In “No,” an engaging political satire from Chile, “All the President’s Men” meets “Mad Men.” It’s a funny look at the way the media warp public opinion, and a curiously hopeful one. The film doesn’t agonize over the debasement of politics into theater. “No” treats the spin cycle of electioneering as a given. Like “Lincoln,” which detailed the vote-buying and double-dealing needed to pass the 13th Amendment, it simply accepts that good outcomes can arise from questionable methods — in this case, appealing to voters’ emotions instead of their reason.
The film is set in 1988, giving us a breezy history lesson on the infancy of TV-era politics in South America. We open with Rene (Gael García Bernal), the young creative honcho of a Santiago ad shop, selling some clients on what he’s about to sell them. In a cloud of hazy, high-flown double talk he introduces a commercial for their soft drink, called Free. It’s a cheesy, upbeat ’80s music video — smiling chiquitas, a hair band — with a few product shots thrown in.
When the lights come up, the bottlers are dumbfounded. “Why is there a mime?” one finally asks.
Because Rene knows what sells, that’s why. That’s what has earned him a comfortable lifestyle, complete with a spanking new microwave oven. Still, when dad’s comrades need some advice on marketing, they ask Rene.
After 15 years in power, Chilean dictator Augusto Pinochet has agreed to a referendum vote on whether he should remain in office, in order to give his rule an aura of international legitimacy. His coup and reign was marked by thousands of murders and untold human-rights violations. Still, his government thought it would win in a walk, reckoning that most voters would value middle- and upper-class prosperity over freedom.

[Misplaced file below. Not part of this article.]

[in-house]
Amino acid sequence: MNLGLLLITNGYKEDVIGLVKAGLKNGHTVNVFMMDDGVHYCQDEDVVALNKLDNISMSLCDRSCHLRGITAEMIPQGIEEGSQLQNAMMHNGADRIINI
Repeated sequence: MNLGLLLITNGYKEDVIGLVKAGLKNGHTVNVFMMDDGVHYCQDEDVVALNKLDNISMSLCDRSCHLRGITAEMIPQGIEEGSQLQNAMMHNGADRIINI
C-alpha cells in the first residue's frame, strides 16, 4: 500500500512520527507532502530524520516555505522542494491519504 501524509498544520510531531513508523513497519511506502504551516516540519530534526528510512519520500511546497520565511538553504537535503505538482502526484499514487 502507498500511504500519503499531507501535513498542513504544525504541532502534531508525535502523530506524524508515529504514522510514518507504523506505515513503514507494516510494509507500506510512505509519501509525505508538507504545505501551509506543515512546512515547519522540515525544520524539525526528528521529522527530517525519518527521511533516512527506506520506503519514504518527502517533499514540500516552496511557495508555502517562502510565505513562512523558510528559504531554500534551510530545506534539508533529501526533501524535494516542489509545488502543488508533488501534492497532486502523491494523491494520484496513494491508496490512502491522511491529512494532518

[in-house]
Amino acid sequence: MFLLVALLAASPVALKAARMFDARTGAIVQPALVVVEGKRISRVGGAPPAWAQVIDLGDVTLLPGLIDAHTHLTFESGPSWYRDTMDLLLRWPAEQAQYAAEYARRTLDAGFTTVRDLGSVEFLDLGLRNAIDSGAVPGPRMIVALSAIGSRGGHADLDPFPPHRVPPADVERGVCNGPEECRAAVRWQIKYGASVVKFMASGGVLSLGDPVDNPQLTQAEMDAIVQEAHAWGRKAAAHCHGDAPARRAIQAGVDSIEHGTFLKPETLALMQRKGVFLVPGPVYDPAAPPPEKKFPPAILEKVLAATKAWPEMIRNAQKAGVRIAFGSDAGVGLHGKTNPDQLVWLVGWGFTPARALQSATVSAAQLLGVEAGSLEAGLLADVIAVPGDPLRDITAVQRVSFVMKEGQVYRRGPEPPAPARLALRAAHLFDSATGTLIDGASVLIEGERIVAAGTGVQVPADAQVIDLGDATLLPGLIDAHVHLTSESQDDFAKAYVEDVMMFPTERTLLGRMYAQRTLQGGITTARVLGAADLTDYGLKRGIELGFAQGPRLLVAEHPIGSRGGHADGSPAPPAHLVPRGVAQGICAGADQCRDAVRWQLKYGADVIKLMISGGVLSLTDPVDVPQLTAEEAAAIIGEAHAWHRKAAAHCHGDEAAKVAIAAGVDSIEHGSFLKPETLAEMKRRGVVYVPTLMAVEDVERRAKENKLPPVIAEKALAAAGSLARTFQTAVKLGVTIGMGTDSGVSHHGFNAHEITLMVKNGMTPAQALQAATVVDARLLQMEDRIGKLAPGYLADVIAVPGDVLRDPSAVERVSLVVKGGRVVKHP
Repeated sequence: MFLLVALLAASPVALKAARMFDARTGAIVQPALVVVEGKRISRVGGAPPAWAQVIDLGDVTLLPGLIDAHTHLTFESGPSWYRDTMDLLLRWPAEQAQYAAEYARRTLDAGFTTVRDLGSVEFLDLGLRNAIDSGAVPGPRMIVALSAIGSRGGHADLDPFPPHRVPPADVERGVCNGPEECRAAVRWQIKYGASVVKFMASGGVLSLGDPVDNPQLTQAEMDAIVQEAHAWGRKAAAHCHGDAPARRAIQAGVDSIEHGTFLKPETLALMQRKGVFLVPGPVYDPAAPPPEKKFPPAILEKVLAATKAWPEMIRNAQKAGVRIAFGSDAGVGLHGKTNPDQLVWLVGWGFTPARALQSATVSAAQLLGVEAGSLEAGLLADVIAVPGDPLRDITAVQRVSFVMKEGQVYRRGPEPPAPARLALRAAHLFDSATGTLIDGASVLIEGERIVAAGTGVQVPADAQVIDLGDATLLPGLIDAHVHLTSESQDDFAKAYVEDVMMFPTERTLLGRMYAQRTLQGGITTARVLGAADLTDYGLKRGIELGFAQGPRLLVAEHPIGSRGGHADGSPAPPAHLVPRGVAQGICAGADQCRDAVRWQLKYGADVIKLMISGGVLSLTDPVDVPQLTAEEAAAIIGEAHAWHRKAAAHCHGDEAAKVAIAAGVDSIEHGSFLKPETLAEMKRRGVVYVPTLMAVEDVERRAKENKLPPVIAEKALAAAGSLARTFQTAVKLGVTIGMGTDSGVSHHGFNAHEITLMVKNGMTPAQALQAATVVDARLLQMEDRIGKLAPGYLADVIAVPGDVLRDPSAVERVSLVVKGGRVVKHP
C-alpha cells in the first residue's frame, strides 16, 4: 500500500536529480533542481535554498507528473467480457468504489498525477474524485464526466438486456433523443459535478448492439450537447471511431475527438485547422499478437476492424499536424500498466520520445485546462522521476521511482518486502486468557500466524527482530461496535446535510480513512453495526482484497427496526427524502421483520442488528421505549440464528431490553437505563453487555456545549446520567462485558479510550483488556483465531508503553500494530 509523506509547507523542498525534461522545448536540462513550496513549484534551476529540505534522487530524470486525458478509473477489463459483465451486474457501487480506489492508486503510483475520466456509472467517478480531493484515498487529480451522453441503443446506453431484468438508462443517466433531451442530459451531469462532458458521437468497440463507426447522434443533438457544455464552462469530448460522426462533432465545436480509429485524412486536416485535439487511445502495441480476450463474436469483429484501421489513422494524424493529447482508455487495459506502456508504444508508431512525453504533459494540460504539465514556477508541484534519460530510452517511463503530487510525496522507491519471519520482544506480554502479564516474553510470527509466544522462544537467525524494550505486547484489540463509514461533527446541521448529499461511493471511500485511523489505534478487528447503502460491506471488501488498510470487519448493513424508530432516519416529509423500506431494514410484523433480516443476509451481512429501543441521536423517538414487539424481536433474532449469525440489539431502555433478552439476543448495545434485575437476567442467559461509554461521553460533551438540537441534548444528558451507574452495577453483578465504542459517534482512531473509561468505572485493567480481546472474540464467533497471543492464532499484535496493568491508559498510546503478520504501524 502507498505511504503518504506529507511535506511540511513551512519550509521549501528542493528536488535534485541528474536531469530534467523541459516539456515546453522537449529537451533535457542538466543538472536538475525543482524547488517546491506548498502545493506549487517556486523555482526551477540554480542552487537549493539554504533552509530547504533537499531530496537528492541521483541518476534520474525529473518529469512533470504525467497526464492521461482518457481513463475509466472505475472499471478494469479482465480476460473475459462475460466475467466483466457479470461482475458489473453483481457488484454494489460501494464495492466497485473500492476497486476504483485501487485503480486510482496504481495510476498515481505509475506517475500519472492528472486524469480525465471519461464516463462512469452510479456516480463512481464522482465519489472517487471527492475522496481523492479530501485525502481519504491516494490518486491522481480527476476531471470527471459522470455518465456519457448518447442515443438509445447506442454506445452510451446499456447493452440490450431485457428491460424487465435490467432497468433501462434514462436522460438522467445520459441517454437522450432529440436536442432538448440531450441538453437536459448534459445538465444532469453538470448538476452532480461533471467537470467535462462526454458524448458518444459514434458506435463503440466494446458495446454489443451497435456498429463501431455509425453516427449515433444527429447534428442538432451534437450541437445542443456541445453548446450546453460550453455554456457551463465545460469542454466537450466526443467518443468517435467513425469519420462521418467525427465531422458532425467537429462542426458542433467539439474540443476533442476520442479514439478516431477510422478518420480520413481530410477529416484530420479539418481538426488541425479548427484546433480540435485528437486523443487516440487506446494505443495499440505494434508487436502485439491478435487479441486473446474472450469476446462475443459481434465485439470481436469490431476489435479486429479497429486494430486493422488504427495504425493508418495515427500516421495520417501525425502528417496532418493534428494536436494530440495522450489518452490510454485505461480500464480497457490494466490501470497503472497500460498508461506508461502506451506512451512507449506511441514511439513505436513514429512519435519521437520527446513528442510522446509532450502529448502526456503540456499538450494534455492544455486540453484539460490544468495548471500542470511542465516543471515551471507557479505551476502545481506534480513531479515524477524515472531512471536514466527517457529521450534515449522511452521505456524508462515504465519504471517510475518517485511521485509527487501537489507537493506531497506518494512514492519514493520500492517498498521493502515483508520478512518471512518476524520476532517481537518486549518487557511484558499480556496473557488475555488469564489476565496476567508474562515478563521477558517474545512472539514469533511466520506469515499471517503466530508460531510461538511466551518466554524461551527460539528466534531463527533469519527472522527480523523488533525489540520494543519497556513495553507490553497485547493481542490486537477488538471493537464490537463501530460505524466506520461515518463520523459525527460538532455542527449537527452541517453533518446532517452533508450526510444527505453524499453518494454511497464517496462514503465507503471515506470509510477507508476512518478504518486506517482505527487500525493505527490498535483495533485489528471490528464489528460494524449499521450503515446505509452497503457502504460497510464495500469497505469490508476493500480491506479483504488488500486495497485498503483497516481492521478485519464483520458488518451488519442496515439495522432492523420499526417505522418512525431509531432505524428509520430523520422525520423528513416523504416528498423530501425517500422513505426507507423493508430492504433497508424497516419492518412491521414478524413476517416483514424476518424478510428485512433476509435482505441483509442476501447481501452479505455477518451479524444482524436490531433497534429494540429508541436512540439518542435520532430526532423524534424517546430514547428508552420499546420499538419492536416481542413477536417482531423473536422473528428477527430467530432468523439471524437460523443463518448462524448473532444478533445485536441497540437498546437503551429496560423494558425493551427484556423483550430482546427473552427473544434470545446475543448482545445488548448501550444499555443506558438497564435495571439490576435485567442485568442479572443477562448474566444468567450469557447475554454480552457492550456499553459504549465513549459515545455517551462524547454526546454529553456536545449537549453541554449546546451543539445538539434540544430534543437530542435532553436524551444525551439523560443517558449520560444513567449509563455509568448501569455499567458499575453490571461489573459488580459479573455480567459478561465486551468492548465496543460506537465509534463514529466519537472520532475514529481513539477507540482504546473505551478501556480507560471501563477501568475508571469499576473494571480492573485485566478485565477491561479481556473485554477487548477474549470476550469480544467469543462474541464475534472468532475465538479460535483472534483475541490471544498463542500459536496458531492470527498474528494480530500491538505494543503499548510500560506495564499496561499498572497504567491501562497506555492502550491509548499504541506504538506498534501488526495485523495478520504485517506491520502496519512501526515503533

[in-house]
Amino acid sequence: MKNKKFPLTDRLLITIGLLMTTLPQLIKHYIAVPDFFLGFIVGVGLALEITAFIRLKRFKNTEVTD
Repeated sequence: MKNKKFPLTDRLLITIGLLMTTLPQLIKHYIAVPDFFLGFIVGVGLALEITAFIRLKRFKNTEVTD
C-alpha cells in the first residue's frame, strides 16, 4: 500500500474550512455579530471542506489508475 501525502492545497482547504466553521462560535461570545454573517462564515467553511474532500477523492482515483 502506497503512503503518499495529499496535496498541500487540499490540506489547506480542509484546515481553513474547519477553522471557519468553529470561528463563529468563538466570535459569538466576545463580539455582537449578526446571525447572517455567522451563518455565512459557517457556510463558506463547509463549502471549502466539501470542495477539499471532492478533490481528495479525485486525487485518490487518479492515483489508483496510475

The leftists want Rene’s input on their proposed campaign, a dreary account of oppression under Pinochet. “This won’t sell,” he declares. They recruit Rene to fix the campaign. He finds himself matching wits with his boss (Alfredo Castro), who’s consulting for Pinochet. Their sometimes abrasive yet mutually dependent boss-employee relationship echoes the tensions being played out across the nation.
The pro-democracy faction expects the election to be rigged, but hopes to mobilize public opinion through this brief window of free speech. They’re too wonkish and idealistic to grasp Rene’s flash-happy, upbeat, issue-free commercials for regime change. Out of sheer perfectionist professionalism he pushes for the best TV spots possible, alienating most of his harried co-workers, but seizing the nation’s imagination. The spots are hilariously tacky — and as historical clips from Chile’s 1988 campaign show, entirely accurate.
García Bernal underplays the script’s low-key humor to good effect, shifts smoothly to dramatic urgency as needed, and sketches an assured character study of a man gradually engaging in a cause. To his astonishment, Rene buys in to a viewpoint he never felt much connection with.
Director Pablo Larrain gives the film a deliberately retro look, shooting with vintage 1988 home camcorders that give the imagery a cheesy VHS aesthetic. It grows on you. You’ll either get used to the rough, nostalgic look or notice that the smudgy color outlines echo the rainbow symbol Rene uses as the No campaign’s brand symbol. At a time when U.S. politics seems to be aping the noisy, contentious, nonsensical South American model, “No” is a rallying cry to keep the faith, keep smiling and carry on.